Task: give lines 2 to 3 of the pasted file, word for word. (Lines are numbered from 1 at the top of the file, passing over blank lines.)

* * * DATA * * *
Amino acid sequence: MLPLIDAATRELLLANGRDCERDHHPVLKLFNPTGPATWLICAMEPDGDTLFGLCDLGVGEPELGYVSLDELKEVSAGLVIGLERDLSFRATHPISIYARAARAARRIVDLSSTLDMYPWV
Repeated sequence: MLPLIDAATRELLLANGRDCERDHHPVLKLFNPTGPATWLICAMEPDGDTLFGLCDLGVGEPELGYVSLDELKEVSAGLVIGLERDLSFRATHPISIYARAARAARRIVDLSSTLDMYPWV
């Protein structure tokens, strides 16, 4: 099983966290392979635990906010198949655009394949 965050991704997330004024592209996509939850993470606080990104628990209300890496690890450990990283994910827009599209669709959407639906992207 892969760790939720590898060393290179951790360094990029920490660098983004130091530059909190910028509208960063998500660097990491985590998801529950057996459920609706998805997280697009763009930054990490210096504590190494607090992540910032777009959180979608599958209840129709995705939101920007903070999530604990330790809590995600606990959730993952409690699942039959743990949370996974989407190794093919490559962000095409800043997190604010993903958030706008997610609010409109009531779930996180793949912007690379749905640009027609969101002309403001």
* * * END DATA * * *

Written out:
Repeated sequence: MLPLIDAATRELLLANGRDCERDHHPVLKLFNPTGPATWLICAMEPDGDTLFGLCDLGVGEPELGYVSLDELKEVSAGLVIGLERDLSFRATHPISIYARAARAARRIVDLSSTLDMYPWV
């Protein structure tokens, strides 16, 4: 099983966290392979635990906010198949655009394949 965050991704997330004024592209996509939850993470606080990104628990209300890496690890450990990283994910827009599209669709959407639906992207 892969760790939720590898060393290179951790360094990029920490660098983004130091530059909190910028509208960063998500660097990491985590998801529950057996459920609706998805997280697009763009930054990490210096504590190494607090992540910032777009959180979608599958209840129709995705939101920007903070999530604990330790809590995600606990959730993952409690699942039959743990949370996974989407190794093919490559962000095409800043997190604010993903958030706008997610609010409109009531779930996180793949912007690379749905640009027609969101002309403001």